JANUARY 31, 2012
Like the killer clown slasher movie, horror movies set in amusement parks tend to suck more often than not, and sadly Closed For The Season does little to reverse the trend. It’s certainly better than Dark Ride or whatever, but the inconceivable length (a few minutes under two hours), purposely convoluted plot, and two leads who aren’t engaging enough to warrant looking past the other blemishes ultimately kills whatever goodwill a “Better than Dark Ride” claim can provide.
At 90 minutes I could be more forgiving, because at its core IS a fairly unique story, which is something that should be lauded (especially nowadays). Our heroes are trapped in an abandoned amusement park, forced by the movie’s strange villain (a carny played by the great Joe Unger – someone needs to cast this guy as John Hawkes’ dad in one of his 195 yearly awards bait type flicks) to relive the memories – most of them painful/scary – of the folks who had passed through the park over the years. Why he would do this, I have no idea, but it’s better than the usual slasher or whatever in terms of inventiveness. Also, director Jay Woelfel lucked out with a terrific location, an actual abandoned amusement park that has been left to rot for the past 30 years.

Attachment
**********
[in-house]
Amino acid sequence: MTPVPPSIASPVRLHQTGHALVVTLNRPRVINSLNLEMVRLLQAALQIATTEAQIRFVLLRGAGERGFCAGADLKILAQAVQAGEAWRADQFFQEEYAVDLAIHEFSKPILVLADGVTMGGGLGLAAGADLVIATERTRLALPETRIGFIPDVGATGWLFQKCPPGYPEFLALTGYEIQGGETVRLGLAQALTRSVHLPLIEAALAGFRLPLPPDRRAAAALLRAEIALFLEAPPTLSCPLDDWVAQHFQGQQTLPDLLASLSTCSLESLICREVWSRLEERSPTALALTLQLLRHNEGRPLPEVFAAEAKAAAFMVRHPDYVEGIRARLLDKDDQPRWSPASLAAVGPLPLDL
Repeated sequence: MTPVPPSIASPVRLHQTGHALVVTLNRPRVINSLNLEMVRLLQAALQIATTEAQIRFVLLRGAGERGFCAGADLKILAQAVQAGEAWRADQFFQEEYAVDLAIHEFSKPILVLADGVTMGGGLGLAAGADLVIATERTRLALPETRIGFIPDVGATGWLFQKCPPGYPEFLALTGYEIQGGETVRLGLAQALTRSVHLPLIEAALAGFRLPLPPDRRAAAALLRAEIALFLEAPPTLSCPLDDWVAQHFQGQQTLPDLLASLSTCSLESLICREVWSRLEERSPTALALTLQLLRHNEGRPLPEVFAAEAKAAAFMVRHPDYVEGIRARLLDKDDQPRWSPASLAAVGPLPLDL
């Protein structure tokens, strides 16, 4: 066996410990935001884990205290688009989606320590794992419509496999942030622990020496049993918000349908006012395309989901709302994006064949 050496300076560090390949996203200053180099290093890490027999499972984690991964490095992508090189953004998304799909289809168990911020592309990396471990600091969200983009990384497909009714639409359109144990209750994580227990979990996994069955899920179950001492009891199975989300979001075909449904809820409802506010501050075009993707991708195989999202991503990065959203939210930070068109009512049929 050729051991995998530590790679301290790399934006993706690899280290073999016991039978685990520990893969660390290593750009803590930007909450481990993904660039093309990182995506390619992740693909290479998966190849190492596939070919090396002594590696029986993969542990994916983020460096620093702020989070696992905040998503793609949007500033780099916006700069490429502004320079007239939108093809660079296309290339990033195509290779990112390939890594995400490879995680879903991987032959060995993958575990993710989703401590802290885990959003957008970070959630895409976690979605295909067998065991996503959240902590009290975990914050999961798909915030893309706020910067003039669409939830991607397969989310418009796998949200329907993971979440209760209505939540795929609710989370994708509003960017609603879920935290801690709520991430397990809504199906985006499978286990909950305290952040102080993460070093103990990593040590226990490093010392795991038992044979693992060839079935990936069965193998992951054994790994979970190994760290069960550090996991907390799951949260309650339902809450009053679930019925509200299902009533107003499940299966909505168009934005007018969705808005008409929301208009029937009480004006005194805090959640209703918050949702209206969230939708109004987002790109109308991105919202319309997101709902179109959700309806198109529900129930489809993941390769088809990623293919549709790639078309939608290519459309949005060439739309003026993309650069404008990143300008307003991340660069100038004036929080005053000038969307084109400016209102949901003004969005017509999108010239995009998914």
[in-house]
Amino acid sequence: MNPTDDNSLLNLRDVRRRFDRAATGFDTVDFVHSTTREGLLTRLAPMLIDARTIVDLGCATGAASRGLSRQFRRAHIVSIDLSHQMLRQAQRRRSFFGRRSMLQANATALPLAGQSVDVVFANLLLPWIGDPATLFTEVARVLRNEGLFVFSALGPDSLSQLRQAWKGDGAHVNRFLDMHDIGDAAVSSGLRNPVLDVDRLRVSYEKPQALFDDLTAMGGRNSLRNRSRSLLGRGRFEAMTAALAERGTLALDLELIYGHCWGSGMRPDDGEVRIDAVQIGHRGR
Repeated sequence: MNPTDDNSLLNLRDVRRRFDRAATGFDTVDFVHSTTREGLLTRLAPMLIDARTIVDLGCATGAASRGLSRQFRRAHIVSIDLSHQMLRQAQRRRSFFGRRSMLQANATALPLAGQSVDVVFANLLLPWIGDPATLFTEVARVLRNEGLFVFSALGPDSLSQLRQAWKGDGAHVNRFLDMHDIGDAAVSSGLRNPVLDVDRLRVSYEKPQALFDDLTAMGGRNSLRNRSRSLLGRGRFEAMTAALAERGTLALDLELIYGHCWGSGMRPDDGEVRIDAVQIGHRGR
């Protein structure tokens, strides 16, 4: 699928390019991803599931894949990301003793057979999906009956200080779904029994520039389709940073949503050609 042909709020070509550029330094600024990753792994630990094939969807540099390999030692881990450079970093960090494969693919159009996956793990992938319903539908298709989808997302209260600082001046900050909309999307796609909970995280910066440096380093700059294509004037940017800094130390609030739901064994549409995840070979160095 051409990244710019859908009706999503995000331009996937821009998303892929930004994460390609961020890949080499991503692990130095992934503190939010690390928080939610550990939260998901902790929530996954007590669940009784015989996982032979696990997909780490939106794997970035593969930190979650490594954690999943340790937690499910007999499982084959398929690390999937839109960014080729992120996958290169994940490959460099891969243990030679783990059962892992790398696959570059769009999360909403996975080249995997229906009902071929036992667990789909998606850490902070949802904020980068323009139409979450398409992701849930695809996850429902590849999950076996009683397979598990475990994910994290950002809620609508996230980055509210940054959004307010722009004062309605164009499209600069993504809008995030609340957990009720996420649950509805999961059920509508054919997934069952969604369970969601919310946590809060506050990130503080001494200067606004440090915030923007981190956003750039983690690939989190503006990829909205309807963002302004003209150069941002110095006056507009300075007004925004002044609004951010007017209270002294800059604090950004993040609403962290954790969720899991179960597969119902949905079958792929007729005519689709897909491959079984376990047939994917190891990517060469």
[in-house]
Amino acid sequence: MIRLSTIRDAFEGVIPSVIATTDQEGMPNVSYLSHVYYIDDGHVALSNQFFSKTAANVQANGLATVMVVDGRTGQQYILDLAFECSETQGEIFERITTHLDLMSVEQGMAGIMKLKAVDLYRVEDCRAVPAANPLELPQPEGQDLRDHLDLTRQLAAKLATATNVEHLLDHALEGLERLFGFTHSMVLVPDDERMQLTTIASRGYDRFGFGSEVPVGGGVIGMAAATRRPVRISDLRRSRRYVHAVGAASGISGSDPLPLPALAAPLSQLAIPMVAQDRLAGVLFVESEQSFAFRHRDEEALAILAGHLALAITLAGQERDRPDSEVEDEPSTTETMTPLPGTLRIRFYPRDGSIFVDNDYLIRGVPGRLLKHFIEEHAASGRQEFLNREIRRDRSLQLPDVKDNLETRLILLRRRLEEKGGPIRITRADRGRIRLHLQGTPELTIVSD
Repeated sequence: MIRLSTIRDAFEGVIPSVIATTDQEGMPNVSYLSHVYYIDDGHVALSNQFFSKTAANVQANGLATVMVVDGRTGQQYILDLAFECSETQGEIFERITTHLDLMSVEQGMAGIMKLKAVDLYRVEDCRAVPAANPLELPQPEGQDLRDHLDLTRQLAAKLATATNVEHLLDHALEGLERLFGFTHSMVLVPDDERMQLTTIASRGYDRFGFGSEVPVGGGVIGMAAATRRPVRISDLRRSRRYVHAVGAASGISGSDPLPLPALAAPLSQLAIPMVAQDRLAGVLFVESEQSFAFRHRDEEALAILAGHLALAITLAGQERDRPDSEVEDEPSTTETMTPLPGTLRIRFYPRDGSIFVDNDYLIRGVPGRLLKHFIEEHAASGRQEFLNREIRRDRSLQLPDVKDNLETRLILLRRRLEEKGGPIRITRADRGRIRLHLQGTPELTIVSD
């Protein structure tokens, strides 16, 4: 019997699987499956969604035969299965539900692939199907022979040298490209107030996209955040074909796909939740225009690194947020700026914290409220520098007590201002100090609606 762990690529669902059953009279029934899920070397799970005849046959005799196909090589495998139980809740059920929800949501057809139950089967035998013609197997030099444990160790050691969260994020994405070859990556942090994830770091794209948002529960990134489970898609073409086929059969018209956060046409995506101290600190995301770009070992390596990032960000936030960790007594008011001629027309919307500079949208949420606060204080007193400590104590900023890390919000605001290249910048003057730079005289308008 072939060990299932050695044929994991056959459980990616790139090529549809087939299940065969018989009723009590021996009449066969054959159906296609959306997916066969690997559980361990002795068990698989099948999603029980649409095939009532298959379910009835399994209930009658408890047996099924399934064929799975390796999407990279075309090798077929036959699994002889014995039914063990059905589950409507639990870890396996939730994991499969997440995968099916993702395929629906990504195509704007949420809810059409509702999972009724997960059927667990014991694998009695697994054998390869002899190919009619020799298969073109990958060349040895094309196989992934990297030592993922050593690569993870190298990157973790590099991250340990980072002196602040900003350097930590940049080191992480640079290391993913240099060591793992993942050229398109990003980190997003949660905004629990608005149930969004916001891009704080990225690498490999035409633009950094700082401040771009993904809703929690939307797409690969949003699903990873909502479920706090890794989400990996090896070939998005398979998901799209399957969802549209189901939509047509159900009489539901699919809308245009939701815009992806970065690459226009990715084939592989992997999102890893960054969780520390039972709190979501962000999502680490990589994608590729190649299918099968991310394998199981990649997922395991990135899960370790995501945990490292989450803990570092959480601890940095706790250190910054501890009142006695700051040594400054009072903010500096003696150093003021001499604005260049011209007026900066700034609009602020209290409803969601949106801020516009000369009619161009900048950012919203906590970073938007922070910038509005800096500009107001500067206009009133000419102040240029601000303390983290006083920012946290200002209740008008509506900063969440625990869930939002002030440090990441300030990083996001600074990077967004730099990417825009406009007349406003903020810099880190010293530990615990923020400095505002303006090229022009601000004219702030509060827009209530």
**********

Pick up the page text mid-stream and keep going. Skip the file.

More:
And he must know how good of a location it is, because I am sure at some point that someone told him that another horror movie called Deadwood Park was shot there as well. Amazingly, my biggest problem with THAT movie (which also blended nostalgia with ghosts) was that it was too damn long, so this is one of those things that only doing Horror Movie A Day can make happen: I’ve now seen two bloated horror movies shot in Chippewa Park, which is at least one more than any normal person should endure. Sadly, even though Deadwood was actually a few minutes longer (!) it’s actually the better of the two, so make that your one experience with this overrun fun park.
As with that film, the production value afforded by the one of a kind locale adds immensely to the proceedings; there’s something incredibly eerie about seeing coasters and tilt-a-whirl type rides with trees and brush growing between the rails and tracks – it’s the sort of thing that even the best set designers in the world couldn’t accurately recreate and get that creepy, almost kind of sad look that these things provide “as is”. Or, “as was”; since this movie’s production I understand the park has finally been demolished properly in order to make way for new developments. It’s the movie’s best asset for sure.